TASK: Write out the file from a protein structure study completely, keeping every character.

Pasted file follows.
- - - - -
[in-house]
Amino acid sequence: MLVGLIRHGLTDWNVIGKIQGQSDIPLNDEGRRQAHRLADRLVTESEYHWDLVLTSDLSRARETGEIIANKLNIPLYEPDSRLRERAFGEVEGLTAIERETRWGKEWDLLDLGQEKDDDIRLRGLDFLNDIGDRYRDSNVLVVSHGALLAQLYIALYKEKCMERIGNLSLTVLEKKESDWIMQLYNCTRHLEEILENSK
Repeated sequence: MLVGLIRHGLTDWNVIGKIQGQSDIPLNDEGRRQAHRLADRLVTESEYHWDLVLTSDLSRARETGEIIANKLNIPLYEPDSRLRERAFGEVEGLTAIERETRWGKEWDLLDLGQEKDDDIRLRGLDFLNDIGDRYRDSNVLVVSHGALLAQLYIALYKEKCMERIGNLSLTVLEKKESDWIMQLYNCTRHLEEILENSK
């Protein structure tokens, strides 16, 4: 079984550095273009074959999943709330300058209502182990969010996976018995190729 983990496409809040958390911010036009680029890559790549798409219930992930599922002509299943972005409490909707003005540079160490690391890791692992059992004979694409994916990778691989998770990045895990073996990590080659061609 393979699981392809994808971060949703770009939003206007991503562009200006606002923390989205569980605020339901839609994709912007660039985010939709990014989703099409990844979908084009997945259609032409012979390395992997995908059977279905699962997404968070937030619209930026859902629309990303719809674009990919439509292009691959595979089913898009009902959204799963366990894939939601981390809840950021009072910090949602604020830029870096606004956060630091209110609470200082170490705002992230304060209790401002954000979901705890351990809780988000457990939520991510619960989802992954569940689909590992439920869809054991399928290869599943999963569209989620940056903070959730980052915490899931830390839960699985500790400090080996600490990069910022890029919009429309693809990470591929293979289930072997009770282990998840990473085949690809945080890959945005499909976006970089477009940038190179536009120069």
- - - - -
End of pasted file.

[in-house]
Amino acid sequence: MLVGLIRHGLTDWNVIGKIQGQSDIPLNDEGRRQAHRLADRLVTESEYHWDLVLTSDLSRARETGEIIANKLNIPLYEPDSRLRERAFGEVEGLTAIERETRWGKEWDLLDLGQEKDDDIRLRGLDFLNDIGDRYRDSNVLVVSHGALLAQLYIALYKEKCMERIGNLSLTVLEKKESDWIMQLYNCTRHLEEILENSK
Repeated sequence: MLVGLIRHGLTDWNVIGKIQGQSDIPLNDEGRRQAHRLADRLVTESEYHWDLVLTSDLSRARETGEIIANKLNIPLYEPDSRLRERAFGEVEGLTAIERETRWGKEWDLLDLGQEKDDDIRLRGLDFLNDIGDRYRDSNVLVVSHGALLAQLYIALYKEKCMERIGNLSLTVLEKKESDWIMQLYNCTRHLEEILENSK
């Protein structure tokens, strides 16, 4: 079984550095273009074959999943709330300058209502182990969010996976018995190729 983990496409809040958390911010036009680029890559790549798409219930992930599922002509299943972005409490909707003005540079160490690391890791692992059992004979694409994916990778691989998770990045895990073996990590080659061609 393979699981392809994808971060949703770009939003206007991503562009200006606002923390989205569980605020339901839609994709912007660039985010939709990014989703099409990844979908084009997945259609032409012979390395992997995908059977279905699962997404968070937030619209930026859902629309990303719809674009990919439509292009691959595979089913898009009902959204799963366990894939939601981390809840950021009072910090949602604020830029870096606004956060630091209110609470200082170490705002992230304060209790401002954000979901705890351990809780988000457990939520991510619960989802992954569940689909590992439920869809054991399928290869599943999963569209989620940056903070959730980052915490899931830390839960699985500790400090080996600490990069910022890029919009429309693809990470591929293979289930072997009770282990998840990473085949690809945080890959945005499909976006970089477009940038190179536009120069």